My guess is that Flanagan and Ragdale met there and found they agreed on things. Given Ragsdale’s oft-stated belief that arts organizations need a great deal of change, I suspect that Flanagan was at least open to the idea that orchestras were badly run and needed to change as well. Given that Ragsdale had worked as an arts administrator in smaller organizations and had dealt with many of the issues that lead arts managers to obsess about labor issues, I wonder if she sensed a kindred spirit in Flanagan. So, when the subject arose of finding someone to do a report on orchestras – the largest and arguably the most static of the performing arts fields – she thought of Flanagan as someone who would do the kind of report she might agree with.
This is all conjecture, of course. But absent a more plausible and more informed explanation of what happened, it’s what I believe happened.
There’s been much more discussion, and criticism, of what happened next. Bruce Ridge expresses ICSOM’s point of view in the most recent Senza Sordino:
One of the most controversial aspects of [the Flanagan] report was the data it used. The data was supplied by the League of American Orchestras and was widely acknowledged to be inconsistent at best. In fact, the League joined with ICSOM, ROPA, and the AFM in the Collaborative Data Project (CDP) to see if sense could be made by having a shared data set. But instead of achieving success in gathering accurate industry-wide information, the CDP process was injured when the data we were examining was given to Professor Flanagan, with virtually no restrictions aside from the direction that specific orchestras could not be identified through the data.
This is a little reminiscent of the old joke about the two little old ladies in the deli (“Waiter, this soup is terrible!” “And such small portions too!”) It is true that the League’s dataset on orchestra finances is imperfect. It’s also true that it’s unquestionably the best such dataset in the performing arts, that its flaws are well-known and obvious, that no one seriously contests its accuracy in painting a broad-brush economic portrait of the field as a whole over decades. And it is also true that the data was given to Flanagan without restrictions.
Was this wrong? ICSOM and the AFM strongly believe that the League should advocate for orchestras in specific ways, the most important of which is to portray the field in a positive light. In a speech that Bruce Ridge gave last week at an event at the University of Michigan, he said:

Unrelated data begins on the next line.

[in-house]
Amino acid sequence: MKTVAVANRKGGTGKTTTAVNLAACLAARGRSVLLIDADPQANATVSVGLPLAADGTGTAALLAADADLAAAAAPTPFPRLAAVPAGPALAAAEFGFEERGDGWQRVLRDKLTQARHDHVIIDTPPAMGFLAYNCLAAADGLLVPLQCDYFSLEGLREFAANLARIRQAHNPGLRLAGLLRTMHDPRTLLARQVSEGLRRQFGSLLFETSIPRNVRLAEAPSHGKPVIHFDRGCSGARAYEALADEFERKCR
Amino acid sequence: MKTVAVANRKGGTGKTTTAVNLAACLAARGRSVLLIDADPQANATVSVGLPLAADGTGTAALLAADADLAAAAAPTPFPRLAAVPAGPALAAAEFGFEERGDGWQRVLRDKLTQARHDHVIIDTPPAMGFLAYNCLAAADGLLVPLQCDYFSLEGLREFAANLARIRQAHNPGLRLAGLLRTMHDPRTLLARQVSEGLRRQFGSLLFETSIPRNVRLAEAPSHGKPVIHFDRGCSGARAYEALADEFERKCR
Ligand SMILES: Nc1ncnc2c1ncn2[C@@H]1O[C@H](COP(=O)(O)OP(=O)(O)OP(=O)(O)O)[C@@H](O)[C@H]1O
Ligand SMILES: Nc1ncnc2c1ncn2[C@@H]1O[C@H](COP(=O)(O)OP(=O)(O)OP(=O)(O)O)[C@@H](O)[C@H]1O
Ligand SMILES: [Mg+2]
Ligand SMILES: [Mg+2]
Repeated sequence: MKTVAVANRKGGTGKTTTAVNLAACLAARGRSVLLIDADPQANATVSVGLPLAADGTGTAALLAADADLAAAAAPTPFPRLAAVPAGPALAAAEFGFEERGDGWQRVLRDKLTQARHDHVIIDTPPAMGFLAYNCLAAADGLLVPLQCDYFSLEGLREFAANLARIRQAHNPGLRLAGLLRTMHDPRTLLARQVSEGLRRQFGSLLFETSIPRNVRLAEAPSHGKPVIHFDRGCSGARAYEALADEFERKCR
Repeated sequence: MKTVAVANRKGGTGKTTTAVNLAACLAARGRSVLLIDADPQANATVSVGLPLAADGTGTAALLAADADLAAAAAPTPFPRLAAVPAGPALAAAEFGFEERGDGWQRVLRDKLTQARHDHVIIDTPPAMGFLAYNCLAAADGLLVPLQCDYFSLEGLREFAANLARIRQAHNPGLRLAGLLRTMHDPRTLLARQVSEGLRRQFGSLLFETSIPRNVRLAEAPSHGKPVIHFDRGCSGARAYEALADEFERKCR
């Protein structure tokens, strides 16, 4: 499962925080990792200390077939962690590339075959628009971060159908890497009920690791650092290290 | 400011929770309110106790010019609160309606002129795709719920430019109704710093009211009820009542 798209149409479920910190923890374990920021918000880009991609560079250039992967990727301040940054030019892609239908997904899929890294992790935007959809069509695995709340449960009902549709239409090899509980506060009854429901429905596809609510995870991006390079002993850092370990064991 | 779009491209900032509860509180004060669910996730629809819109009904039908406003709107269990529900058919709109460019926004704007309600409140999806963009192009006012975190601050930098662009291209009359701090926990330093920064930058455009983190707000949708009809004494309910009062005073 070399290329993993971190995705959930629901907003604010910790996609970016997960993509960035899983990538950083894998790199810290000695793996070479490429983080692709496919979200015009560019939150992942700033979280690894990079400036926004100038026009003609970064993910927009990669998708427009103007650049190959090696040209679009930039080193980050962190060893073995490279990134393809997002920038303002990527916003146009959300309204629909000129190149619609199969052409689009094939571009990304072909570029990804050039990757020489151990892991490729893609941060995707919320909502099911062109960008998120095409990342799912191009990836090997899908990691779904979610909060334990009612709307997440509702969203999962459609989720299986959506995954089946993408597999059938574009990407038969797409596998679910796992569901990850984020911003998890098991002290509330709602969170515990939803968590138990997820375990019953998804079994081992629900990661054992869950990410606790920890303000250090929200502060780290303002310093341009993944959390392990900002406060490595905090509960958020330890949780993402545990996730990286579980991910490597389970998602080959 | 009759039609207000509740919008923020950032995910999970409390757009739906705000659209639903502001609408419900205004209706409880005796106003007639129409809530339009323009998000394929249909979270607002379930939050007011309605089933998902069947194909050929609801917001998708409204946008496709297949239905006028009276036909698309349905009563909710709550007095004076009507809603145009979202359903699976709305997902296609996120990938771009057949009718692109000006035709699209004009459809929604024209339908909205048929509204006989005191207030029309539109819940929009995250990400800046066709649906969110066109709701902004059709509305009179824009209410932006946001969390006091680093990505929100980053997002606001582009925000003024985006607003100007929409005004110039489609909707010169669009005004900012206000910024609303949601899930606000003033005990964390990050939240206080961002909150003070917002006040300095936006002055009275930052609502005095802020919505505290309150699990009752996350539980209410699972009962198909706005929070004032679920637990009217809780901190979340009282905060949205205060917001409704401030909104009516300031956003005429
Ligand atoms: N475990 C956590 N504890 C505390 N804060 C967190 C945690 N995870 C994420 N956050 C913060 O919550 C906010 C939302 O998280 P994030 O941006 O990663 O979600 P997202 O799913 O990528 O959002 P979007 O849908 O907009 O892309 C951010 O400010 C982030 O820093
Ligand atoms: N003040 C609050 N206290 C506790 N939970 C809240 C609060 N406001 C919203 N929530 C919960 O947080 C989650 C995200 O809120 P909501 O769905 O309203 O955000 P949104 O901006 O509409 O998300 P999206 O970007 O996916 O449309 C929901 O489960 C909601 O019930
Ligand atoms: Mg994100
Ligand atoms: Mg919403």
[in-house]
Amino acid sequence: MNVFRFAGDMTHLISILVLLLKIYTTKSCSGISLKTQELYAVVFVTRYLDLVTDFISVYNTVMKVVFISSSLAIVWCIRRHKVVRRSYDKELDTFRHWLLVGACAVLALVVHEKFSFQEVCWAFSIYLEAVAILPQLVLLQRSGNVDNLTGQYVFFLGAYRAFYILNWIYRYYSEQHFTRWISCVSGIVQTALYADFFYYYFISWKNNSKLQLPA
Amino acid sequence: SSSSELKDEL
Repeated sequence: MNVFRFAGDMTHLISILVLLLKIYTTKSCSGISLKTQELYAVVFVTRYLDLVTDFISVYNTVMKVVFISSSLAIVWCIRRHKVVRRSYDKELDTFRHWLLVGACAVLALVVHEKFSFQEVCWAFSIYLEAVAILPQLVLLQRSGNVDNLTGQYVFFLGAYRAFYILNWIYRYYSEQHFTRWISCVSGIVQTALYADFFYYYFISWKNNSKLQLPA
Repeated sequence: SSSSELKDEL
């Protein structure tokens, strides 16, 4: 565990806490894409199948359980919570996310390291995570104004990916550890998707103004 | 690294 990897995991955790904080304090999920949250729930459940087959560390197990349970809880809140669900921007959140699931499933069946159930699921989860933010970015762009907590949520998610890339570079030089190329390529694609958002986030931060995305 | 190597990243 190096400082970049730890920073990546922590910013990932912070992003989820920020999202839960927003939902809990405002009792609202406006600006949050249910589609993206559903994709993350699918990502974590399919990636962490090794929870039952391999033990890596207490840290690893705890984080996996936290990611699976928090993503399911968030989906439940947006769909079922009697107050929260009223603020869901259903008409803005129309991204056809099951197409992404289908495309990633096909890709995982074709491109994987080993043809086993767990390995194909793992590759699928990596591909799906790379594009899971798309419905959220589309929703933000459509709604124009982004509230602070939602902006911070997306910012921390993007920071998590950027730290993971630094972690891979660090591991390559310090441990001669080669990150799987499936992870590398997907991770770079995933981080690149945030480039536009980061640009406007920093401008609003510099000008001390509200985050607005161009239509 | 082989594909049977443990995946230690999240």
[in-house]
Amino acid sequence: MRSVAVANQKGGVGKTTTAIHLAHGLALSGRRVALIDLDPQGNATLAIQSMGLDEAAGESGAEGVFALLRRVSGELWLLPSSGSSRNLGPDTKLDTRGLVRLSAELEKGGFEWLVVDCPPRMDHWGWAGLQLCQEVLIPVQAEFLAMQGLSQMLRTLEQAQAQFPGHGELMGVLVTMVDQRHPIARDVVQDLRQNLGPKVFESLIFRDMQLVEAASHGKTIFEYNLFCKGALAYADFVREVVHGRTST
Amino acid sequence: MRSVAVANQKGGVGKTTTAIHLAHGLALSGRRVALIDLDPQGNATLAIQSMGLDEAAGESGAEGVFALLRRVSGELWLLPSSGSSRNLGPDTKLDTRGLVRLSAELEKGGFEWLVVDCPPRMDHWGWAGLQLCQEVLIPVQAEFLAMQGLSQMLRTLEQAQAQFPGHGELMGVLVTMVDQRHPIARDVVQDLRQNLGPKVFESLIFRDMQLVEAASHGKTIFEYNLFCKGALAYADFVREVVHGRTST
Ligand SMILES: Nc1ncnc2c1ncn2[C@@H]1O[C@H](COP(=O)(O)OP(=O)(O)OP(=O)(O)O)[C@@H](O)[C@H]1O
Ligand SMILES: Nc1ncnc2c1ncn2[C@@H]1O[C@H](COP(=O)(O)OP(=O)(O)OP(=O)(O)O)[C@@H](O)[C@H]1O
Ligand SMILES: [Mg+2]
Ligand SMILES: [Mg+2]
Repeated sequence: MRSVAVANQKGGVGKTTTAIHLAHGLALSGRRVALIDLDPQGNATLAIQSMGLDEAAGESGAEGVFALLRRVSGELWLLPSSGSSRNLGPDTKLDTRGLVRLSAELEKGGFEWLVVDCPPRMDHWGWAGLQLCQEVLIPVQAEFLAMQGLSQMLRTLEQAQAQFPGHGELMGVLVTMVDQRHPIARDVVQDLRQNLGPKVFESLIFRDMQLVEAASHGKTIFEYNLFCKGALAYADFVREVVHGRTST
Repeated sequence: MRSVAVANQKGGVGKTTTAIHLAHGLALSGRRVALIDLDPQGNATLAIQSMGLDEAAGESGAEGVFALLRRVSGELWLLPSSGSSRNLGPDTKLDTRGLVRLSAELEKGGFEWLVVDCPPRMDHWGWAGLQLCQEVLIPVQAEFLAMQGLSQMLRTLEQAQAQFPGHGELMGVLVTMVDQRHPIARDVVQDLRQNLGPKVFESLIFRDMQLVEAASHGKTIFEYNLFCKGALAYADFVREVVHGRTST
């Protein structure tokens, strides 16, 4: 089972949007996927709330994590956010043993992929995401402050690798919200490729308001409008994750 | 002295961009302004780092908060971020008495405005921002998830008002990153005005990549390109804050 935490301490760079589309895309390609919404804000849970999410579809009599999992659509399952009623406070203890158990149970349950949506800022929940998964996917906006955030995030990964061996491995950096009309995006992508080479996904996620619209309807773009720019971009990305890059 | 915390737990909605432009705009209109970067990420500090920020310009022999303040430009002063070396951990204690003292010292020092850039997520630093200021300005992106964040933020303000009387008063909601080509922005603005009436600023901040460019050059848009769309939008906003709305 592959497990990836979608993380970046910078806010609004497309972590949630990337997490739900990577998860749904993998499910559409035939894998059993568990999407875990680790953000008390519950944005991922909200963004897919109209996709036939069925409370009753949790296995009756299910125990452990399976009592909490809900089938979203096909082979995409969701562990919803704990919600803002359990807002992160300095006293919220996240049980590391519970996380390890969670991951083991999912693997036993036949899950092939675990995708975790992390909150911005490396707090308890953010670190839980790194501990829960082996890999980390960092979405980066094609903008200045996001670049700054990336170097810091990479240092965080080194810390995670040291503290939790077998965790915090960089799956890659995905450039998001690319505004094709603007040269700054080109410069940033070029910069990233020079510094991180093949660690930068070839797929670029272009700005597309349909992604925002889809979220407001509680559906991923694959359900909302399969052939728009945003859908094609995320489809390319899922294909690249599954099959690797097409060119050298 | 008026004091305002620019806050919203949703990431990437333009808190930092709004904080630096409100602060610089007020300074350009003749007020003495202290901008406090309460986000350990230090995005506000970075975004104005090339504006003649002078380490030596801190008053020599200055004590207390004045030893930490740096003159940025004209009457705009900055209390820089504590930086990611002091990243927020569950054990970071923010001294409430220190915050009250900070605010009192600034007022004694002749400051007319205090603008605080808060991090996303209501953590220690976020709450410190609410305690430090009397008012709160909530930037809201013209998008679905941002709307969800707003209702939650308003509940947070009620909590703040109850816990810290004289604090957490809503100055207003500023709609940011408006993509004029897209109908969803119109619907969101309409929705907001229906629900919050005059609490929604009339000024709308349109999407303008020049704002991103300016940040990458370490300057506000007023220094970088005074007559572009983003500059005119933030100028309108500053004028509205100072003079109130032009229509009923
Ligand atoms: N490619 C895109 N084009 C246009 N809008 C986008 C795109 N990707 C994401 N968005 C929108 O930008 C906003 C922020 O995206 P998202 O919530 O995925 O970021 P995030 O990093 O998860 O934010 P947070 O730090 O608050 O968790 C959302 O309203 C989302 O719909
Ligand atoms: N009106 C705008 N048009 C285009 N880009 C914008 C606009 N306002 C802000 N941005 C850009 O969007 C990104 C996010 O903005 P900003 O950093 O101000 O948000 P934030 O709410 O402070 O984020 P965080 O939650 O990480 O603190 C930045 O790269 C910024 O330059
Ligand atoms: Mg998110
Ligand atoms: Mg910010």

… I think the field needs the League, but we also need the League to change. We need the League to use its resources in developing positive messaging. There is a seemingly instinctive negativity that comes from the League at times, and it is being noticed by some of its own members. The League relies on the collection of $1.9 million in dues money to survive, and to pay considerable salaries to its upper staff. This year, one ICSOM orchestra left the League, citing the “dispiriting” rhetoric that emanates from the League. There are other managers who have privately expressed this same thought.
Putting aside the question of whether or not this is an accurate portrayal of the League’s “messaging” (and I believe it’s a simplistic portrayal at best), it does raise the question of what the League is supposed to do. The whole point of collecting masses of data over decades of operation is because it’s felt that the data is useful. One of the ways in which it’s useful is to figure out what’s happening to the field as a whole and to figure out how to deal with changes that the data identifies.
Should the League place restrictions on how the data is used? To some extent, it already does (especially in the context of labor negotiations). Should the League not make the data available to researchers? That would, in my view, deprive the field of potentially valuable analysis by people with the skills to do that analysis and provide valuable insights to us – insights that the field itself doesn’t have the time, energy, or technical skills to develop on its own. Should the League make the data available to such researchers with restrictions? It’s interesting to imagine what such restrictions might look like.
It’s also important to remember the context in which the data was given to Flanagan. Mellon is, after all, a major funder in our field – of the League as well as of its member orchestras. I suspect a request from a foundation of that importance is very hard to refuse, or even to answer conditionally. And, of course, the intention of the report was to assist the Elephant Task Force, which was generally viewed as a legitimate and balanced group trying in the best of faith to get to the bottom of a core issue.
My own conclusions are that, while one core purpose of the League is advocacy, another is learning. The purpose of collecting all that data was that member orchestras could learn from it. If skilled analysis from outside can also help the field learn from the data, it should be encouraged. Placing the kinds of restrictions on the use of the data is not going to encourage that kind of analysis.
But I’ve always found it curious that the League, and not Mellon, has been the main target of criticism in discussions of how the Flanagan report came to be. It was Mellon that commissioned the report (and, I assume, paid for it, although I don’t know that for a fact) and it was Mellon who picked an analyst who was likely to focus on compensation issues as the core problem of the field. Why is Mellon exempt from criticism for unleashing Flanagan on us all?